You would have read many articles on how to get your child ready for the big transition from K2 to P1, about things like teaching them to take care of their belongings and buying food at the canteen. Besides those basics, let me share with you 6 essential tips to ensure mummy (that’s you) doesn’t break a sweat for the next 6 years.
1. Their school bag is their responsibility
When #1 started Primary 1 a decade ago, I bought her a school bag, handed her the whole stack of books and told her that she was in charge of it. I laid out all my expectations. She was to pack her own bag, finish her homework and listen attentively to her teachers. From the get-go, she had no problems handling all of it, and neither did her 3 younger sisters. I never had to nag them to do their homework nor help them to pack their bags. Don’t worry that they are too young to start managing on their own. When they are in P1, the teachers are more forgiving and it is the best time for them to make mistakes and learn the skills of being independent. #1 had a classmate who was so used to her mum packing her bag that when she went to Secondary 1, she exclaimed that she didn’t know how to pack her bag!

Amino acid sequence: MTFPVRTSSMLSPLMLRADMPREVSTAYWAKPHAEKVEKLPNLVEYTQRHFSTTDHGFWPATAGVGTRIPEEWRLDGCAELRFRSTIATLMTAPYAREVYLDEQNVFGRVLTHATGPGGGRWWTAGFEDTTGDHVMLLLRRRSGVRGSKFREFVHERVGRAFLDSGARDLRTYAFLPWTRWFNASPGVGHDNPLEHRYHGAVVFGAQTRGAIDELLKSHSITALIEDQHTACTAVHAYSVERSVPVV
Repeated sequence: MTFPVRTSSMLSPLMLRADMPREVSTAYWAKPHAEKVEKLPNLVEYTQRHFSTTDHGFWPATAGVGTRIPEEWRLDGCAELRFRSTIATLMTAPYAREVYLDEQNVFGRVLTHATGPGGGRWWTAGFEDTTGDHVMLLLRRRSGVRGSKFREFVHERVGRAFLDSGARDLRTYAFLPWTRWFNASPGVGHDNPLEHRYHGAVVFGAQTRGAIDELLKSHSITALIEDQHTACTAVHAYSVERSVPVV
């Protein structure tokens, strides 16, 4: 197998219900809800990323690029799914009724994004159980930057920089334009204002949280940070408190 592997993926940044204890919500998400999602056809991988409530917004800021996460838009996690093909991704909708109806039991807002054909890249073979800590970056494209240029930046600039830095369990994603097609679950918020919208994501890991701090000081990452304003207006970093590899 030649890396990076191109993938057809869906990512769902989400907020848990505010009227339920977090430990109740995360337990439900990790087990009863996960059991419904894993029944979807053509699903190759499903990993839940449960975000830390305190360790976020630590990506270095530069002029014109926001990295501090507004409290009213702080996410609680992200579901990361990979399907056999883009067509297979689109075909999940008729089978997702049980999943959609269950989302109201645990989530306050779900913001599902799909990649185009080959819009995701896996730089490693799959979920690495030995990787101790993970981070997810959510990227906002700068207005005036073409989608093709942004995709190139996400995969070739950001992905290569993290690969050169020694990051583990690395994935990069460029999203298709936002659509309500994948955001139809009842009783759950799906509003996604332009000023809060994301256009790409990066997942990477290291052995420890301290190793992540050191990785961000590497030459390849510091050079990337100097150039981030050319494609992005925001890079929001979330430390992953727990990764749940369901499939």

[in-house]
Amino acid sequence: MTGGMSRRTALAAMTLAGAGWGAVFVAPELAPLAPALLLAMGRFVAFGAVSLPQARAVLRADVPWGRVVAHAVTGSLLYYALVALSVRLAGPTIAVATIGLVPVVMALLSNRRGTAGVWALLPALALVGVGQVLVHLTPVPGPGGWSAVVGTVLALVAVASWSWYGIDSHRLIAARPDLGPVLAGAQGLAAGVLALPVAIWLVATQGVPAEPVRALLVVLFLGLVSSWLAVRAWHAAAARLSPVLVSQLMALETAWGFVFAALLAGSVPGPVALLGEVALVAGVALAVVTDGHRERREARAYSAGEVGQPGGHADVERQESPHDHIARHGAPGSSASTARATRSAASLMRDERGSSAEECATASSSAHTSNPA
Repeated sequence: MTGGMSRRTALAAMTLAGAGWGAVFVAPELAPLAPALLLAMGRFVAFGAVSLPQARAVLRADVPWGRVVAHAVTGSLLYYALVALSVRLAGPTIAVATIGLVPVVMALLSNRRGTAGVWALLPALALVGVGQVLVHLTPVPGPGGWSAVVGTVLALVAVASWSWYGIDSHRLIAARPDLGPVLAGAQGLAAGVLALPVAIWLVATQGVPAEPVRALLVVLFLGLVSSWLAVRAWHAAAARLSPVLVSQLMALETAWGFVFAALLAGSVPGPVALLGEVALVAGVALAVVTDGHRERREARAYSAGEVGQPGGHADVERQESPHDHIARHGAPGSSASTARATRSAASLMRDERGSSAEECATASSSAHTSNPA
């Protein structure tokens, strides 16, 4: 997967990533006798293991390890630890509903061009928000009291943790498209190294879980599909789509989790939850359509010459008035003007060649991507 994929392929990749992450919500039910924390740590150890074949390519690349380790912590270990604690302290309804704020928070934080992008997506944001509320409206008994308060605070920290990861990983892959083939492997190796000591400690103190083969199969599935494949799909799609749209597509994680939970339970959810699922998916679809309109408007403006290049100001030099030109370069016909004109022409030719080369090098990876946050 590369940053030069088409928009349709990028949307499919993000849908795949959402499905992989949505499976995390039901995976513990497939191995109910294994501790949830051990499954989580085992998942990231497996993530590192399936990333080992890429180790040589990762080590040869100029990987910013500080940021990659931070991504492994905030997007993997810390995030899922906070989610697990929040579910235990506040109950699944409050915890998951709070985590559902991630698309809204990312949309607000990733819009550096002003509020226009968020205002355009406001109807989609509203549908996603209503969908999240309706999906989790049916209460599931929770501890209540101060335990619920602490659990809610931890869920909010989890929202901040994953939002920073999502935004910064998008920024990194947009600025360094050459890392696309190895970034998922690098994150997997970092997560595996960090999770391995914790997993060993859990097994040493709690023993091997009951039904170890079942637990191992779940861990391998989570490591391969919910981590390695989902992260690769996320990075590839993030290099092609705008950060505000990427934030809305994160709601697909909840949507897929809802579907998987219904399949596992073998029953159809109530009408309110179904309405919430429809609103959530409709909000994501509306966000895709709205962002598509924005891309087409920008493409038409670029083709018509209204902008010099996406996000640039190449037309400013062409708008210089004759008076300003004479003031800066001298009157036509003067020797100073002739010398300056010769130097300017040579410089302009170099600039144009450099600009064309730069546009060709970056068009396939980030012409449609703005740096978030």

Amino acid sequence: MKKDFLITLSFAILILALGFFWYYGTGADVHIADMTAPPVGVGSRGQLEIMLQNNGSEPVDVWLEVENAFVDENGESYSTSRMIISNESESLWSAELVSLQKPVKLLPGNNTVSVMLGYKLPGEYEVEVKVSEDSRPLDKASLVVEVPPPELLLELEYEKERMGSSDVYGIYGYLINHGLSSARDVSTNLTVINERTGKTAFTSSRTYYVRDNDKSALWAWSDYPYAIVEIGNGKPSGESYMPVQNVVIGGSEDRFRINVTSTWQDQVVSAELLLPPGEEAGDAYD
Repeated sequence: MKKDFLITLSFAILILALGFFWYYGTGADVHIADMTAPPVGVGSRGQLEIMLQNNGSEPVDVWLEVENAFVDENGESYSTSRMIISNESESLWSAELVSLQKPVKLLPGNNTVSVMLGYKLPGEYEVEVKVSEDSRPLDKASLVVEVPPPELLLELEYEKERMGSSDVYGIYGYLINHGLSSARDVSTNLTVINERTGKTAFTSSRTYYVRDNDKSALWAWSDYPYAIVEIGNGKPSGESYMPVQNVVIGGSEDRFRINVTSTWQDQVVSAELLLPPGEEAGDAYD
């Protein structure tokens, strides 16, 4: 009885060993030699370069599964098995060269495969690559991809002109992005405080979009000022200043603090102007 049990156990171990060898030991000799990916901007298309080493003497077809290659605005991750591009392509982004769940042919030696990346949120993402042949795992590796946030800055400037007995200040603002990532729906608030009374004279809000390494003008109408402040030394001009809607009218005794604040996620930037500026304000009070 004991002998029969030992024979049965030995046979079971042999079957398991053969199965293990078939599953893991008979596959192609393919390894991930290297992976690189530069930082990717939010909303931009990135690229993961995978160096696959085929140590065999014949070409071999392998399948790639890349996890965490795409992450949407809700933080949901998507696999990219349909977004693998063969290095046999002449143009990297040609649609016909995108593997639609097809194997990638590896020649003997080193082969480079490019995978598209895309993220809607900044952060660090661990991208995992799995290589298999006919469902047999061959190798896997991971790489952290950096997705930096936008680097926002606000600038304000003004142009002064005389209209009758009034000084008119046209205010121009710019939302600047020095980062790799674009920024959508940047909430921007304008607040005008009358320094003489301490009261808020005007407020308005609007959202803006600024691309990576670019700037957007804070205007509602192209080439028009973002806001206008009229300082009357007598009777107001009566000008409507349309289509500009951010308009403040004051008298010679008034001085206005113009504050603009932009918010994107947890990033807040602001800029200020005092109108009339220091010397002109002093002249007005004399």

Unfortunately, this doesn’t seem to work for #5. I gave him the same instructions but his homework never gets completed and bag never properly packed. I have to double check every night to make sure his things are in order. The first time I peered into his bag, I almost fainted. I expected a neat, organised school bag with books properly placed according to height (that’s how all my girls’ bags looked), but his bag was in a complete mess! Worksheets were stuffed into the crevices (some even balled up), books were folded in half top down (don’t ask me how that happened), and there were bits and pieces of erasers, paper, and other rubbish in his bag. No wonder my friends with boys keep complaining and can’t understand how I can stay relaxed with so many kids. Anyhow, it is still important to expect the same for boys, but be prepared to step in to provide more guidance. A LOT more, if your son is anything like mine.
|#4’s P4 unseen dictation|
2. Learning their spelling is also their responsibility